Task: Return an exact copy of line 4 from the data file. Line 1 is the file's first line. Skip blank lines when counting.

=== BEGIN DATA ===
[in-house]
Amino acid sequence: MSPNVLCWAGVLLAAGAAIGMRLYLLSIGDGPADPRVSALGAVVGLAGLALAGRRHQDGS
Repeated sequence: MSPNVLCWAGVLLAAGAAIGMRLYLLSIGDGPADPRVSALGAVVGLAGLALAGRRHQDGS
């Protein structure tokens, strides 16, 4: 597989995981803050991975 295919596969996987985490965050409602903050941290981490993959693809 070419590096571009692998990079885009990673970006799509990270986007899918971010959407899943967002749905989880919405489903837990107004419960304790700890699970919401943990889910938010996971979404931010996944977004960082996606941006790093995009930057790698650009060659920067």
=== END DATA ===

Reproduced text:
């Protein structure tokens, strides 16, 4: 597989995981803050991975 295919596969996987985490965050409602903050941290981490993959693809 070419590096571009692998990079885009990673970006799509990270986007899918971010959407899943967002749905989880919405489903837990107004419960304790700890699970919401943990889910938010996971979404931010996944977004960082996606941006790093995009930057790698650009060659920067």